Earlier executive creative director at Omnicom Group sibling Merkley Newman Harty & Partners, New York, Mr. Orzio left Merkley in October 2001 to pursue other interests following a management change at the agency. He dedicated himself to laying bricks at home and writing a yet-to-be-published 40-page essay about training creatives.
As a former teacher who made his way into advertising by way of a direct-marketing writing job at Wunderman, New York, Mr. Orzio has developed a reputation for mining a seminal idea from minute details and then expressing it through subtle-yet-elegant storytelling. A pair of Cannes Lions-one bronze and one gold-for Mercedes-Benz serve as bookends on his desk.
However, the soft-spoken writer said he became frustrated over the lack of professional development in the creative side of the business. "Creative departments are almost run on a contingency where there is empowerment until right before the client meeting and then it's a gang bang," he said. "It's not enough that a great piece of work goes to the client. It's a 100% A+ when great work goes to the client and the team did it themselves."
Mr. Orzio, whose main goal is to elevate the creative profile of the agency within the BBDO network and the industry, already has met with clients, including Wm. Wrigley Jr., and Bayer, and attended meetings for the review for the Fortune Brands' Jim Beam spirits account.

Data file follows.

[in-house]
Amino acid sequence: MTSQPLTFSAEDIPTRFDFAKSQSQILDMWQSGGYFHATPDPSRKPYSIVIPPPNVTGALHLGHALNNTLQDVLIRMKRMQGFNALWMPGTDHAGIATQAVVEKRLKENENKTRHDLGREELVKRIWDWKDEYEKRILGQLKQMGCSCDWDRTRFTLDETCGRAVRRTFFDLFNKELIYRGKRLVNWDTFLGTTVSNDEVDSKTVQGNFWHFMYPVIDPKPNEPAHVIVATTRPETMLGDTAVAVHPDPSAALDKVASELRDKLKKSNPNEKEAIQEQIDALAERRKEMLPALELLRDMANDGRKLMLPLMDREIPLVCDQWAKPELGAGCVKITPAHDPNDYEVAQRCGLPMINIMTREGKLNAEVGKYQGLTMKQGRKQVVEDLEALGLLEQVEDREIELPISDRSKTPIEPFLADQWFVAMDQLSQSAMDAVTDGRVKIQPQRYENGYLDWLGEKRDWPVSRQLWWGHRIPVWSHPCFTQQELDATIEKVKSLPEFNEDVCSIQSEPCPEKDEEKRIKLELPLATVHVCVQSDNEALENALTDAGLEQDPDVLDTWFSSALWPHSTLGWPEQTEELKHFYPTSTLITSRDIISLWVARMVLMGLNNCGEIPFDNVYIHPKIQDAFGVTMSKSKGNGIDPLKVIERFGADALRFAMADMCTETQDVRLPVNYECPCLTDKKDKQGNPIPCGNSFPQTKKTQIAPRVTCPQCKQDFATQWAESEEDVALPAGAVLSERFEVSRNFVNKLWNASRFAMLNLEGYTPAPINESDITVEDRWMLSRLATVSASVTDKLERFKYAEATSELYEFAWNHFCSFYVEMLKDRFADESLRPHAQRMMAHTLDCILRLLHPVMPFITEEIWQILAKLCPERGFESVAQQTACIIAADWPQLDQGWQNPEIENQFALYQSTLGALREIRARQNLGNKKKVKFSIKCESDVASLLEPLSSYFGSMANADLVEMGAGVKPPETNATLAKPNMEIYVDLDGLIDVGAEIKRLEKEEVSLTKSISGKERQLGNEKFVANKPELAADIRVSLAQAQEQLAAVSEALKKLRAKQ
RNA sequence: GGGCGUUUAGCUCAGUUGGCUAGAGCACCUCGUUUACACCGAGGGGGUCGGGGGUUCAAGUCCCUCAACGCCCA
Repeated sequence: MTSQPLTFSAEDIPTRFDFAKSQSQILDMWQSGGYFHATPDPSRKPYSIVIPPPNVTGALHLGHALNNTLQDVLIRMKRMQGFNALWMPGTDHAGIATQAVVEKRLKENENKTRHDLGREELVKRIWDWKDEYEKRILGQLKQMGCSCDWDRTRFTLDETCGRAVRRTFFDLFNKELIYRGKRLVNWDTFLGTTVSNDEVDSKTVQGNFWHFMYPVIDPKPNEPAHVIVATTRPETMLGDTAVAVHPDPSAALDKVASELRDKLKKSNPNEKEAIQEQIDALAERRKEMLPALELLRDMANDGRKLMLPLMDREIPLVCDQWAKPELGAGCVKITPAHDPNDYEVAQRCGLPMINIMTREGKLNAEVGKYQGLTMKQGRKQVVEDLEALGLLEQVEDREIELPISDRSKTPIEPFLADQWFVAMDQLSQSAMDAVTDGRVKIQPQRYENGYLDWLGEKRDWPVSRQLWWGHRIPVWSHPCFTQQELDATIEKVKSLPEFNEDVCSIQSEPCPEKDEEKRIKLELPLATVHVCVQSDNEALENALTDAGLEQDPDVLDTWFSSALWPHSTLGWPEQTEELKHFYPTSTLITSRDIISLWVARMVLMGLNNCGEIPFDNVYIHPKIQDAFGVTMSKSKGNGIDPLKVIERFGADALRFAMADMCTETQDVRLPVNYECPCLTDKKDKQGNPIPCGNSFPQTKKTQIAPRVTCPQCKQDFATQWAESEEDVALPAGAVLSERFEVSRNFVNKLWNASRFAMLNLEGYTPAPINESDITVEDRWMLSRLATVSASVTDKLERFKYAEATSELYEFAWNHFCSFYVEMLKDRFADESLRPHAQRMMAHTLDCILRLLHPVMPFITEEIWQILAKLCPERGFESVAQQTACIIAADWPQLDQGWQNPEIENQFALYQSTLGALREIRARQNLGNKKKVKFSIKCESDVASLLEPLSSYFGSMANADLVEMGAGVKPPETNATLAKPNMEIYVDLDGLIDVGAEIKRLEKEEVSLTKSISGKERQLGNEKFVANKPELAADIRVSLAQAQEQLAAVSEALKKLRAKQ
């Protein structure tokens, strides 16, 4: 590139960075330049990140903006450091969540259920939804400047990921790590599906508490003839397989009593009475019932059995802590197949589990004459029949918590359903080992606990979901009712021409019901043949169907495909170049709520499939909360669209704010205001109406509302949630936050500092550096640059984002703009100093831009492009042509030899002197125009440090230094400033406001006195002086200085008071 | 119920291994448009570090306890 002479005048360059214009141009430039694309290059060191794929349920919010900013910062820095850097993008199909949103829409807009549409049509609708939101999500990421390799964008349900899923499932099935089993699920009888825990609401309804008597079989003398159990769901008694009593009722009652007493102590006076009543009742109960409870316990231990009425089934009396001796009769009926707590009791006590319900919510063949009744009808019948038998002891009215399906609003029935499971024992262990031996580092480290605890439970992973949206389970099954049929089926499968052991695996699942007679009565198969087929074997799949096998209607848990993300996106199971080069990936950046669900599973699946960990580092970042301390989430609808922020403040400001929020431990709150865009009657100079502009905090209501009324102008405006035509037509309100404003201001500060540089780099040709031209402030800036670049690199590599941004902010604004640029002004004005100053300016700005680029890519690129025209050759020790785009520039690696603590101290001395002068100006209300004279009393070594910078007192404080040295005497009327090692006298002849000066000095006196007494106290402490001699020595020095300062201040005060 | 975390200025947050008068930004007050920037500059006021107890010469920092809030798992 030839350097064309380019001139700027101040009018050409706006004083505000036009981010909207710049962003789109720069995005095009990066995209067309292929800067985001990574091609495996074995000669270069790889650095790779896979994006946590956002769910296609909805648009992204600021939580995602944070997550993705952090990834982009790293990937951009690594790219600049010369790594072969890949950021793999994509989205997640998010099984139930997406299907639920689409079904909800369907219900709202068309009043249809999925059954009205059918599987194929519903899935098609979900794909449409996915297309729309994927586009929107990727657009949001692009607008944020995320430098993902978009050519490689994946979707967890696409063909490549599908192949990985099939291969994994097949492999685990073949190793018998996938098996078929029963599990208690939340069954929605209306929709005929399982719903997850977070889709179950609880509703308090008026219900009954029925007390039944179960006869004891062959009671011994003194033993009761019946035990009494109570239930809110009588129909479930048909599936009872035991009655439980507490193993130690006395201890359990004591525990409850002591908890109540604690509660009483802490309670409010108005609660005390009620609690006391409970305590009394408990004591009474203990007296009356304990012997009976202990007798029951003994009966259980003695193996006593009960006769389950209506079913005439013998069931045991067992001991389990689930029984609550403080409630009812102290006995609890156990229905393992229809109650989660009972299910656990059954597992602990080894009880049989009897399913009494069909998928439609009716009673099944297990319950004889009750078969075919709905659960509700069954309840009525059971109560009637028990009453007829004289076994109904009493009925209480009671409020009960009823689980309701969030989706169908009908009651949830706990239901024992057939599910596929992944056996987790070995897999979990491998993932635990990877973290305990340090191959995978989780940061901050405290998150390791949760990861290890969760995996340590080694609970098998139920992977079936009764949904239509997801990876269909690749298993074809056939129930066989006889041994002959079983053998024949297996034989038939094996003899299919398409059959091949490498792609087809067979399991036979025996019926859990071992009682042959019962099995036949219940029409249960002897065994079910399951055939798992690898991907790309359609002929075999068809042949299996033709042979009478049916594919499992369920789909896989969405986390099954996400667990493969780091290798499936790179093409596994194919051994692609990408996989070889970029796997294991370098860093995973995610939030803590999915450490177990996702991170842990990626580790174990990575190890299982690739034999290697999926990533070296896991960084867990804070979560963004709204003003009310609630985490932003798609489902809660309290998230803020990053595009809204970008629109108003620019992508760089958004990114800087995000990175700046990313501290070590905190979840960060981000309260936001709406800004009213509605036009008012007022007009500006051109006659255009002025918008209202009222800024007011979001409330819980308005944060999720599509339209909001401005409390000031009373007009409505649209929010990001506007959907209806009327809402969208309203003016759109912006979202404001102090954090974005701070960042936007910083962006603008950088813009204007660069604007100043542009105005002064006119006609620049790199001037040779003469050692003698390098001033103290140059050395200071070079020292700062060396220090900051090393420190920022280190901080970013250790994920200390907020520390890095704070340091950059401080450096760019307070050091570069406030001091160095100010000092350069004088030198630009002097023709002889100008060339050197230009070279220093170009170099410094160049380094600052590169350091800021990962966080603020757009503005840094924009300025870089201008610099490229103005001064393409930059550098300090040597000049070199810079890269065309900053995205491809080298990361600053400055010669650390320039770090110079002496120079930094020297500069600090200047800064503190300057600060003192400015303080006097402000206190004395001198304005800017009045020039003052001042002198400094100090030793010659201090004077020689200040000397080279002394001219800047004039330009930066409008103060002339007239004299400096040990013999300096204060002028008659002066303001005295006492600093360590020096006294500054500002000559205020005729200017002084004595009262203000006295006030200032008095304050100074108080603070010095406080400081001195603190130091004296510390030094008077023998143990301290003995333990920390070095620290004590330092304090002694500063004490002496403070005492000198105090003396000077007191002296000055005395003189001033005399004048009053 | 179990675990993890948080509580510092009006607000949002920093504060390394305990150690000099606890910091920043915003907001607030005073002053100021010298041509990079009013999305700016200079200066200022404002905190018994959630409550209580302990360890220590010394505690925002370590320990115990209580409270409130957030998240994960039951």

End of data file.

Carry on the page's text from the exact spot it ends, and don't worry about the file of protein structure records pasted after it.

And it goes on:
Already he's made an impact at BBDO, setting up team discussions of hot creative reels, a standing Tuesday department meeting and ground rules for working together.
BBDO Chicago President-CEO Tonise Paul likes Mr. Orzio's team approach. He was the only candidate who showed his own reel, then that of his group's. "I don't know if I've ever seen that before," she said.
"My sense is he will encourage those of us who will be leading the department to be as humane and helpful and inspiring as we can be," said Gayle Pollack, senior VP-group creative director.
Slim and tall, he oozes a sense of empathy that is increasingly foreign in this business. He relies on child psychologist Jean Piaget's philosophy of guided self-discovery as a management tool.
"He thinks the worst thing you can do is give someone the answer," said Kyle Daley, creative services director at Merkley Newman Harty, New York.
On his bookshelf, management titles like "Organizing Genius" and "Good Work" rest between Walt Whitman and Dale Carnegie. The latter is "still the best management book out there," he said.
"I want people to say this creative department is run differently," Mr. Orzio said. "The proof is not there, but it will be."
Name: Marty Orzio
Now: Exec VP-chief creative officer, BBDO, Chicago
Challenge: Create a different but world-class creative department